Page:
New COVID-19 protocols for cruise passengers could hamper Skagway’s economic rebound

Quiet streets in Skagway. September, 2020. (Claire Stremple / KHNS)

New COVID-19 protocols for cruise passengers would limit their shore experience to cruise line-approved tours, stores and restaurants. The municipality of Skagway doesn’t want to see any local businesses left behind.

The pandemic dealt the cruise industry a crippling blow this year. Port closures and emergency orders effectively canceled sailings to Alaska after the virus infected hundreds of people on vessels around the world. Dozens of passengers died.

So the industry has a lot riding on safety protocols for a 2021 season. And so does Skagway — nearly its entire economy is at stake.

When the Centers for Disease Control asked port communities to weigh in on how cruise ships should operate, Mayor Andrew Cremata was concerned about the implications of one of the questions: “Should cruise ship operators limit shore excursions?”

At an August municipal assembly meeting, he said that idea raised red flags. Since then, the cruise industry released health protocols that indicate it will control passenger movement on shore.

Cremata says he’s wary of a scenario where the federal government allows the cruise ship industry to control which local businesses see passengers.

“Say, in the town of Skagway there were only two tour operators, one restaurant, and four retail outlets that were approved by the cruise ship. Where does that leave the vast majority of business owners? Obviously, that’s not a tenable situation. You could get a million passengers in ’21 and still see 80% of our businesses go under,” he said.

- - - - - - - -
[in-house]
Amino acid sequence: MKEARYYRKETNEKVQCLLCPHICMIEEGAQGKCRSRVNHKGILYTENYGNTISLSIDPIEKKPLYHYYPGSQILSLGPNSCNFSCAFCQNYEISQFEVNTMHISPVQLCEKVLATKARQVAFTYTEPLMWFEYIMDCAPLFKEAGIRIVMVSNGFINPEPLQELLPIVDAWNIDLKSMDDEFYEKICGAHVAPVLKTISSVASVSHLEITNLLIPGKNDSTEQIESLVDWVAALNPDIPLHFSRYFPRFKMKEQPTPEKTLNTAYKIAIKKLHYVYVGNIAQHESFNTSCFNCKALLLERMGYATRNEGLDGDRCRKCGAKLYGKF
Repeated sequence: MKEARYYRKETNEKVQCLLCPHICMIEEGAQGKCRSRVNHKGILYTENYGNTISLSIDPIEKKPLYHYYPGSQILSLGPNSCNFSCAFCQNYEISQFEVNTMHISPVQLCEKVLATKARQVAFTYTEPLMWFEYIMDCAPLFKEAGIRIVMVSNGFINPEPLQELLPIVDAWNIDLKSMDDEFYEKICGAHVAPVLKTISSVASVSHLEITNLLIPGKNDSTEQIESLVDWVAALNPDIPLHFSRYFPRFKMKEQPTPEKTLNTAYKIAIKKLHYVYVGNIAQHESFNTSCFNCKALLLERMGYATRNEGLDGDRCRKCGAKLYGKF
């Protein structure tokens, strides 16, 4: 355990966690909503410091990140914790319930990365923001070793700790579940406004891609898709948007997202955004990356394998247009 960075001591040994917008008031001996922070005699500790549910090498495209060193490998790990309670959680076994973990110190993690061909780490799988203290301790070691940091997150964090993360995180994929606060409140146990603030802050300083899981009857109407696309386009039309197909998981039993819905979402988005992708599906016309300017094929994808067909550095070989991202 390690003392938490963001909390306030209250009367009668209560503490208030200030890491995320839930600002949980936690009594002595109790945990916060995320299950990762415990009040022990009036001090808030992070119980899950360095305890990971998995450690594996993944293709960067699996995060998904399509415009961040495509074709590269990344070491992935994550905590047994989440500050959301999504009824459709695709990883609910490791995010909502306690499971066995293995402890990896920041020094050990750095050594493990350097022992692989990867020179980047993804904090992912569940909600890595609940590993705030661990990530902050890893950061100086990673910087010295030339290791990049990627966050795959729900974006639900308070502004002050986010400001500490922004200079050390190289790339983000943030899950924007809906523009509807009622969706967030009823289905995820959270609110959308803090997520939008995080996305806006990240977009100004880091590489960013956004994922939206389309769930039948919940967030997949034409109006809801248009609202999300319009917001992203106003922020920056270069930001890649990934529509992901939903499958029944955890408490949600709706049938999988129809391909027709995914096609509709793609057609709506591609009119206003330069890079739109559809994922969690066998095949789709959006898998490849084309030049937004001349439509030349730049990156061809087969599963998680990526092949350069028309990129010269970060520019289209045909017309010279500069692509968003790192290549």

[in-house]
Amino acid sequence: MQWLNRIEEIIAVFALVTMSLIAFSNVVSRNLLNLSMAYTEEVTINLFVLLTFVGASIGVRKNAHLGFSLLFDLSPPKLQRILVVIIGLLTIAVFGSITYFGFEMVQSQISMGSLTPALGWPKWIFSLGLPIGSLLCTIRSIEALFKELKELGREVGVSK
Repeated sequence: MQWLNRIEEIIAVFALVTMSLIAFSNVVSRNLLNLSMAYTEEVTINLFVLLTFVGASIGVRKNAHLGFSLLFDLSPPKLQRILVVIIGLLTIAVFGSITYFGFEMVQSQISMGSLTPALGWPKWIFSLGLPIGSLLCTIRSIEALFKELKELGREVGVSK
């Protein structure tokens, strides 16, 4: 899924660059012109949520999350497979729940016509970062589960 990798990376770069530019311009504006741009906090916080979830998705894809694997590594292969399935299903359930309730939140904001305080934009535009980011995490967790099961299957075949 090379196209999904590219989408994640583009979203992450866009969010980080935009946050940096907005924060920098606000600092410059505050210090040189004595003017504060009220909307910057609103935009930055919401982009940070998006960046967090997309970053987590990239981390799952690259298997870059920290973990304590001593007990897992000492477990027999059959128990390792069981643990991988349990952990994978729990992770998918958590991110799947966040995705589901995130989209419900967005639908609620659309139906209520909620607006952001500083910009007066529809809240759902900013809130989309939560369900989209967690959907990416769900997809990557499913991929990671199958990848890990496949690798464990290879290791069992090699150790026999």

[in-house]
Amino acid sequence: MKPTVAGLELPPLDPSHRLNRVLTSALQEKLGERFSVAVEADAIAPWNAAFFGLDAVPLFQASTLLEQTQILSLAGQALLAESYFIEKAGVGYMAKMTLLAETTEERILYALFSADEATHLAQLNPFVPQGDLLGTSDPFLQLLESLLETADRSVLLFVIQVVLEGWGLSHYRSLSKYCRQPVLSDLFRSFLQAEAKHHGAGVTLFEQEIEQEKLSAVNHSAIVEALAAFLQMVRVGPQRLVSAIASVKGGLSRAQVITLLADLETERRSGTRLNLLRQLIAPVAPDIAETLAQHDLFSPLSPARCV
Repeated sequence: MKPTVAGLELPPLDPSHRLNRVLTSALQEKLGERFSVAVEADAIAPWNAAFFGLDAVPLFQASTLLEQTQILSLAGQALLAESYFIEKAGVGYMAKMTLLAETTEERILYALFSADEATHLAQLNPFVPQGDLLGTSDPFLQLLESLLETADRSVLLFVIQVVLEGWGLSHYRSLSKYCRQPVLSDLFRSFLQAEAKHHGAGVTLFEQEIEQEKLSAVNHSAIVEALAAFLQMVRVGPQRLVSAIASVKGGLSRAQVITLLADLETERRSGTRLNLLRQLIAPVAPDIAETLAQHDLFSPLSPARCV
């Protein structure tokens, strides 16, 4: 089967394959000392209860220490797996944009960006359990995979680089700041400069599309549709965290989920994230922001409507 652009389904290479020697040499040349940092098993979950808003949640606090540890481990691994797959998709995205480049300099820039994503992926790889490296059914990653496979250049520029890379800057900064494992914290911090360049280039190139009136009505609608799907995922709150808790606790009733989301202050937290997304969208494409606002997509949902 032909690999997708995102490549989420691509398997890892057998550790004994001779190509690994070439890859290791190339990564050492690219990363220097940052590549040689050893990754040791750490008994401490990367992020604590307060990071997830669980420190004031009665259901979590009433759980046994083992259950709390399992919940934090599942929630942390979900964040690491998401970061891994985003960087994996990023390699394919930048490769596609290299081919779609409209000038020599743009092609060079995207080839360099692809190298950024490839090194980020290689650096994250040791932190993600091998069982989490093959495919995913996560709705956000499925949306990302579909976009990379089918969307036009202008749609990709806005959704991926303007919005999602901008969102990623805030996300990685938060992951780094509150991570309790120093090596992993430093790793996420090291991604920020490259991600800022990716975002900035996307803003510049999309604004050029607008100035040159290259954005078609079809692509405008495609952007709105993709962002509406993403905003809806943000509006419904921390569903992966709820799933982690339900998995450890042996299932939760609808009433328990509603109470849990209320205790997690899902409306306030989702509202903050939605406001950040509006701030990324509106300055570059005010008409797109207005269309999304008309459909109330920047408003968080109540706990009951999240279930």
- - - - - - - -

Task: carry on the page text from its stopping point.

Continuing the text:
Cruise lines say they plan to contain passengers in “bubbles” on and off shore. Mayor Cremata argues that, with fewer than 1,000 residents and one main street, the whole town is a little bubble of its own. It’s an outlier in that sense, and in another. Skagway has never had a confirmed positive case of the coronavirus.

Some see an opportunity to turn that exceptional record into an exception — to let all of Skagway be “in bounds” for cruise passengers.

“Right now we’re negotiating with the chip that we are COVID-free. And that’s our biggest and best chip,” said assembly member Dustin Stone at the last assembly meeting.

Cremata said the community needs to be ready to do whatever it takes to convince the cruise industry not to limit passenger movement in town.

“Skagway has to be prepared — you may be a very pro-mask, you may be very anti-mask, and that’s all great — but if the cruise ship companies say that everybody needs to wear a diaper on their head or they’re not going to do business here, we better be willing to go out and buy a box of Pampers. Because otherwise, we’re not going to have a community here, post-2021,” he said.

In a letter to the municipality’s tourism department, Alaska cruise industry representative Mike Tibbles wrote that “this initial restart is not where we hope to be in the future,” and the industry “looks forward” to expanding its safety net so that more shops, attractions and restaurants are included.

Cremata said conversations with cruise lines and other industry representatives have been similarly positive, but none of them has made him a binding commitment yet.

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